"We have the ability to build technologies into the physical spaces where health care is delivered to help cut the rate of fatal errors that occur today due to the sheer volume of patients and the complexity of their care," said Arnold Milstein, a professor of medicine and director of Stanford's Clinical Excellence Research Center (CERC). Milstein, along with computer science professor Fei-Fei Li and graduate student Albert Haque, are co-authors of a Nature paper that reviews the field of "ambient intelligence" in health care -- an interdisciplinary effort to create such smart hospital rooms equipped with AI systems that can do a range of things to improve outcomes. For example, sensors and AI can immediately alert clinicians and patient visitors when they fail to sanitize their hands before entering a hospital room. AI tools can be built into smart homes where technology could unobtrusively monitor the frail elderly for behavioral clues of impending health crises. And they prompt in-home caregivers, remotely located clinicians and patients themselves to make timely, life-saving interventions.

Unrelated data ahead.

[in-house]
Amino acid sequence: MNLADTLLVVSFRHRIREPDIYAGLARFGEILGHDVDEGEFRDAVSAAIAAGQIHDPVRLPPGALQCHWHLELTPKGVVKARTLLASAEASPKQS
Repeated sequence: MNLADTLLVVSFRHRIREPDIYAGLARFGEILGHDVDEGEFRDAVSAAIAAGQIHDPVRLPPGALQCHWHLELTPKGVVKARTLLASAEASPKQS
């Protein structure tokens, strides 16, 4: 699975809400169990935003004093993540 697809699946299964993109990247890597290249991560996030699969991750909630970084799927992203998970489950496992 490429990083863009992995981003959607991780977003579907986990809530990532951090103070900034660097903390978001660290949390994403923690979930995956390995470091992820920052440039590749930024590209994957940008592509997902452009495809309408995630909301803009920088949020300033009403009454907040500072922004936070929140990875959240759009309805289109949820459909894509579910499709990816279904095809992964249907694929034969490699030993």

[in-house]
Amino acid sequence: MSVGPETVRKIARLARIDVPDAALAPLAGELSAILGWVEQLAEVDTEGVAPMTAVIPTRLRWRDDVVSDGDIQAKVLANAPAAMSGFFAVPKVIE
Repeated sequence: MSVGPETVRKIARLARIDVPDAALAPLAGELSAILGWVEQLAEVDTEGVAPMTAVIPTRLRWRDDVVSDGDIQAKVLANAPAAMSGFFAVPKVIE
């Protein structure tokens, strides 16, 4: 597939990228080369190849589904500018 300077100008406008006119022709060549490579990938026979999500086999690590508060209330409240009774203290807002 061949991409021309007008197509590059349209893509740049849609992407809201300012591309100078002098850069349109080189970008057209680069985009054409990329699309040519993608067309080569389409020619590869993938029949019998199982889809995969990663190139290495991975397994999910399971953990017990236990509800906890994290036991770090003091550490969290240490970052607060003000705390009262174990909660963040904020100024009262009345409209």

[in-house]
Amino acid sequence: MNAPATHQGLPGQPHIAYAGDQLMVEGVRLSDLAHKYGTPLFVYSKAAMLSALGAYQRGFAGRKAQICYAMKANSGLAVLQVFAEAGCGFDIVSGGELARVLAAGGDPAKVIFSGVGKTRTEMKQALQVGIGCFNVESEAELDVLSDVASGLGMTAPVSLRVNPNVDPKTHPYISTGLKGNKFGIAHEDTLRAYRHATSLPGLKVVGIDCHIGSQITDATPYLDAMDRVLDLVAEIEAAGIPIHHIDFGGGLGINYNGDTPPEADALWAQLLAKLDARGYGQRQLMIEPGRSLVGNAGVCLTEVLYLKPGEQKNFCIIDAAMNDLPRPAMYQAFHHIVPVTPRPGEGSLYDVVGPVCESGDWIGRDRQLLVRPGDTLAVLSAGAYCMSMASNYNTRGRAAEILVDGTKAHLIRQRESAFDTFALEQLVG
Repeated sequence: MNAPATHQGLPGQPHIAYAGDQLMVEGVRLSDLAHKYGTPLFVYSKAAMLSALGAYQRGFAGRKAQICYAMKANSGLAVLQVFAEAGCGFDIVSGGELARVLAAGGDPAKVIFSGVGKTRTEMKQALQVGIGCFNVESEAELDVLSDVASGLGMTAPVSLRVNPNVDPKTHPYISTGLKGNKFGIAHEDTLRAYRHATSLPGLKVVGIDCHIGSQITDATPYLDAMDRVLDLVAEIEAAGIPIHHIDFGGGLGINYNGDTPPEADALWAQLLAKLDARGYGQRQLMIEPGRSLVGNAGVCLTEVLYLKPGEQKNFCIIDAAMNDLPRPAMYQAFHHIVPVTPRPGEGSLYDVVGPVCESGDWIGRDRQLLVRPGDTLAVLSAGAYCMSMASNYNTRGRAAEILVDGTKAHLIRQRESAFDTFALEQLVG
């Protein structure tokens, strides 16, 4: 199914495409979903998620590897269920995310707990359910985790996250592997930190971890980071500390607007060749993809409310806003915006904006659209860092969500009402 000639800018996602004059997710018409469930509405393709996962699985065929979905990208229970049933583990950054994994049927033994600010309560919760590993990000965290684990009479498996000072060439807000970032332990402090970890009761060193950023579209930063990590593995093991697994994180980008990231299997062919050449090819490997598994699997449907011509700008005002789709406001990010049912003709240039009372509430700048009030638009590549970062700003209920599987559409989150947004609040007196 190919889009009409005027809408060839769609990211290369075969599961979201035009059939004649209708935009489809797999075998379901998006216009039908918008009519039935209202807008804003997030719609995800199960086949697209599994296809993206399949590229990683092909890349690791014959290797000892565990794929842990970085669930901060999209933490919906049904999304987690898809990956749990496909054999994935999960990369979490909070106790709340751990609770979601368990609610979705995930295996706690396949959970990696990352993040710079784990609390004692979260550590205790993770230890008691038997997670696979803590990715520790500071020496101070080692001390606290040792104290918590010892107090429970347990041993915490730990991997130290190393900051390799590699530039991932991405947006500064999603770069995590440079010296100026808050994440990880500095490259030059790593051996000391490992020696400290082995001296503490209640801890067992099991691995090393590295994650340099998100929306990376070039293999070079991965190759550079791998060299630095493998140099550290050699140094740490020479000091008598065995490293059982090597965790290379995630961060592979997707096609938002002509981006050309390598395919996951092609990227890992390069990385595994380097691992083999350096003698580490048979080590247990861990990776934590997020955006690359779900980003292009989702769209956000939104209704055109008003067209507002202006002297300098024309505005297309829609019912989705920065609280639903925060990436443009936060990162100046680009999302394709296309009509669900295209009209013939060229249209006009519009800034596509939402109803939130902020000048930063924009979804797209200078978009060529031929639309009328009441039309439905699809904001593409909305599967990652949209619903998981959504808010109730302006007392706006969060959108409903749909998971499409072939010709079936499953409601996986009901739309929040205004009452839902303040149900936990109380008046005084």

Machine learning algorithms in healthcare have the potential to continually learn from real-world data generated during healthcare delivery and adapt to dataset shifts. As such, the FDA is looking to design policies that can autonomously approve modifications to machine learning algorithms while maintaining or improving the safety and effectiveness of the deployed models. However, selecting a fixed approval strategy, a priori, can be difficult because its performance depends on the stationarity of the data and the quality of the proposed modifications. To this end, we investigate a learning-to-approve approach (L2A) that uses accumulating monitoring data to learn how to approve modifications. L2A defines a family of strategies that vary in their "optimism''---where more optimistic policies have faster approval rates---and searches over this family using an exponentially weighted average forecaster. To control the cumulative risk of the deployed model, we give L2A the option to abstain from making a prediction and incur some fixed abstention cost instead. We derive bounds on the average risk of the model deployed by L2A, assuming the distributional shifts are smooth. In simulation studies and empirical analyses, L2A tailors the level of optimism for each problem-setting: It learns to abstain when performance drops are common and approve beneficial modifications quickly when the distribution is stable.